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4 tips to combat innovation fatigue in journalism

Relentless, high-speed pursuit of technology-driven innovation could be almost as dangerous as stagnation. Here is the best advice from 27 leading news publishers.

By Chaymae Samir | Mar 1, 2019

Long gone are the days where innovation in journalism consisted of producing slideshows, joining social networks and blogging. News organisations need to be growing entirely new departments in mobile, social, data and Al, while maintaining a healthy business model. And fast.

A recent report by the Reuters Institute for the Study of Journalism found that high-speed innovation and experimentation, although valuable, can move the focus away from content and monetization.

So, how do you embrace innovation without reverting to ‘column-inches’ journalism and spoiling resources?

Here is the best advice from 39 leading journalism innovators from around the world.

1. Define what technology means for your organization

Most of our industry’s innovation projects tend to focus on “shiny new things’’. A bunch of years after Alexa and Siri, we have our podcasts. A bunch of years after YouTube, are we actually doing something about video? After a couple of years of watching other people think about blockchain, we are all about blockchain.”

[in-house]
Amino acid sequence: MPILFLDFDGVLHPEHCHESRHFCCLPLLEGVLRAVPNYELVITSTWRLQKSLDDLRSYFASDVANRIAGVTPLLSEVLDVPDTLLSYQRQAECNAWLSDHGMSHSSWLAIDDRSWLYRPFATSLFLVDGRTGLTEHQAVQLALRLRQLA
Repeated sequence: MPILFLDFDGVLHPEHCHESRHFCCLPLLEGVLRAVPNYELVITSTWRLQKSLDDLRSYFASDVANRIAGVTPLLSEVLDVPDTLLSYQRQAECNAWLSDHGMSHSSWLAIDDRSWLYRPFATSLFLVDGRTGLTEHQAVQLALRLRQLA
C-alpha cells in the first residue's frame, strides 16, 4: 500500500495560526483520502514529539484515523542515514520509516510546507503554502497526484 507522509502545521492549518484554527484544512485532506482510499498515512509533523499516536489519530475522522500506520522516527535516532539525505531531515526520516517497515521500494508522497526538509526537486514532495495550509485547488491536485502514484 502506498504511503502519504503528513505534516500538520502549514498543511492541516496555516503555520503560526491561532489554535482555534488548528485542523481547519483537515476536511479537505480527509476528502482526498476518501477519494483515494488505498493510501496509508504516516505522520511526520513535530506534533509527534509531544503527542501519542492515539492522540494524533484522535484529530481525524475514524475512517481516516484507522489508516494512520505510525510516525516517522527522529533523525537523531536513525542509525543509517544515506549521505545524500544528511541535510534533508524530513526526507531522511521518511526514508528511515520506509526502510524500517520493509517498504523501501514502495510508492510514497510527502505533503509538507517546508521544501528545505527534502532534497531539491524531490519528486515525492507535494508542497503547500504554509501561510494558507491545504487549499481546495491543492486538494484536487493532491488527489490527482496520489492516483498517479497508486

Raju Narisetti, journalism innovation leader, Columbia School of Journalism

Sound familiar? After all, the newsroom mindset is driven by new things. It can become an issue when that mindset translates into an obsessive uptake of the latest tool or trend.

Kim Bui former editor of NowThis suggests that organizations need to distance the word ‘innovation’ from chasing flashy technology. Instead, Kim suggests that you focus on foundational innovation that you can scale.

Forget about technological gimmicks and fads, Jane Barrett, global head of multimedia at Reuters, points out that:

There are a lot of needs at the base level which aren’t sexy or shiny but are actually quite cheap. They don’t get the nice bright shiny project title of ‘innovation’ but could probably make the biggest difference to our industry ”

Jane Barrett, global head of multimedia, Reuters.

Posetti, J. Towards a sustainable model of journalism, Reuters Institute. P.15 

NowThis News former editor-at-large Kim Bui on repackaging smartly for platforms

2. Think long-term

Over-focusing on innovation without a clear strategy is unsustainable. Not only does it lead to innovation burnout, it can waste time, effort and money.

Francesca Donner, gender initiative director at The New York Times, urges publishers and broadcasters to shakeup the ‘newsroom mindset’.

Drawing from her own experience (moving from Editorial to Strategy), Francesa advises to temper the urge to experiment without a concrete strategy, even when you’re part of a well-resourced news organization:

You’re basically working on the 24-hour cycle. You get the story done, deadline rolls around, you either did it or you didn’t do it, tomorrow’s a new day we start again. But in product or strategy you can (and should!) slow down, do focus groups, assess and analyse. It was totally beyond the scope of how I worked before.”